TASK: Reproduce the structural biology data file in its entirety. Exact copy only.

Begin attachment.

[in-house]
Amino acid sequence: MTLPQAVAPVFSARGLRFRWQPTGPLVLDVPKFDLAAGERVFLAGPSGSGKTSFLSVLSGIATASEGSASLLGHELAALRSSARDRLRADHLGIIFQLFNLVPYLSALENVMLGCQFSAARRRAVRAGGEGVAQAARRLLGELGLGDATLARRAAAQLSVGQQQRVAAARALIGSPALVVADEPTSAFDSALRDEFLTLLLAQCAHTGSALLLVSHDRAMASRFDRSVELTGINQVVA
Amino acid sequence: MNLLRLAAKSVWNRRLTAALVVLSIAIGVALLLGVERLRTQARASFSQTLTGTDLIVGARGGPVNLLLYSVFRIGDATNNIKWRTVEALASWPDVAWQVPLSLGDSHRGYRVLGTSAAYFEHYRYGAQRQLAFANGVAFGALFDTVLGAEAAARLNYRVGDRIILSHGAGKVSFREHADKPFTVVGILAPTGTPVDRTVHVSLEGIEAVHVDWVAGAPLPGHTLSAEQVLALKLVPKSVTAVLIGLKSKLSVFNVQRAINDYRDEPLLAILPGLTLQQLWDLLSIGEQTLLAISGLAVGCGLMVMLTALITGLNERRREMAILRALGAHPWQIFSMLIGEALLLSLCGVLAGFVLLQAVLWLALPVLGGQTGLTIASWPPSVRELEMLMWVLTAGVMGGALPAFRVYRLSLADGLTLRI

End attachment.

[in-house]
Amino acid sequence: MTLPQAVAPVFSARGLRFRWQPTGPLVLDVPKFDLAAGERVFLAGPSGSGKTSFLSVLSGIATASEGSASLLGHELAALRSSARDRLRADHLGIIFQLFNLVPYLSALENVMLGCQFSAARRRAVRAGGEGVAQAARRLLGELGLGDATLARRAAAQLSVGQQQRVAAARALIGSPALVVADEPTSAFDSALRDEFLTLLLAQCAHTGSALLLVSHDRAMASRFDRSVELTGINQVVA
Amino acid sequence: MNLLRLAAKSVWNRRLTAALVVLSIAIGVALLLGVERLRTQARASFSQTLTGTDLIVGARGGPVNLLLYSVFRIGDATNNIKWRTVEALASWPDVAWQVPLSLGDSHRGYRVLGTSAAYFEHYRYGAQRQLAFANGVAFGALFDTVLGAEAAARLNYRVGDRIILSHGAGKVSFREHADKPFTVVGILAPTGTPVDRTVHVSLEGIEAVHVDWVAGAPLPGHTLSAEQVLALKLVPKSVTAVLIGLKSKLSVFNVQRAINDYRDEPLLAILPGLTLQQLWDLLSIGEQTLLAISGLAVGCGLMVMLTALITGLNERRREMAILRALGAHPWQIFSMLIGEALLLSLCGVLAGFVLLQAVLWLALPVLGGQTGLTIASWPPSVRELEMLMWVLTAGVMGGALPAFRVYRLSLADGLTLRI